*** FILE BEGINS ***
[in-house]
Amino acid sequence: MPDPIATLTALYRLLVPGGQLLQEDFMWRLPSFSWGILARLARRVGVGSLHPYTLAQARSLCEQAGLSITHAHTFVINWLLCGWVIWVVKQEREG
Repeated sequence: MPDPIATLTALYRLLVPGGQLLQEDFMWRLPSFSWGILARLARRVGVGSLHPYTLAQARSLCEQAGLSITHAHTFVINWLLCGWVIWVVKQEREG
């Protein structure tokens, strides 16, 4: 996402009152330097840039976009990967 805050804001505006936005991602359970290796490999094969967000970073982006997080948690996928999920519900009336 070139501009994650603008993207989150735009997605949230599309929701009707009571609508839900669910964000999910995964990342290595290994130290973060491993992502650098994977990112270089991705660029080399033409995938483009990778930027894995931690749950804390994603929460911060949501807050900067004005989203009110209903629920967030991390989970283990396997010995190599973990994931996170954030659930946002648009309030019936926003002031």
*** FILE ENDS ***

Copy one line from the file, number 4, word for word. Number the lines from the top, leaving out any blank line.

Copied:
């Protein structure tokens, strides 16, 4: 996402009152330097840039976009990967 805050804001505006936005991602359970290796490999094969967000970073982006997080948690996928999920519900009336 070139501009994650603008993207989150735009997605949230599309929701009707009571609508839900669910964000999910995964990342290595290994130290973060491993992502650098994977990112270089991705660029080399033409995938483009990778930027894995931690749950804390994603929460911060949501807050900067004005989203009110209903629920967030991390989970283990396997010995190599973990994931996170954030659930946002648009309030019936926003002031």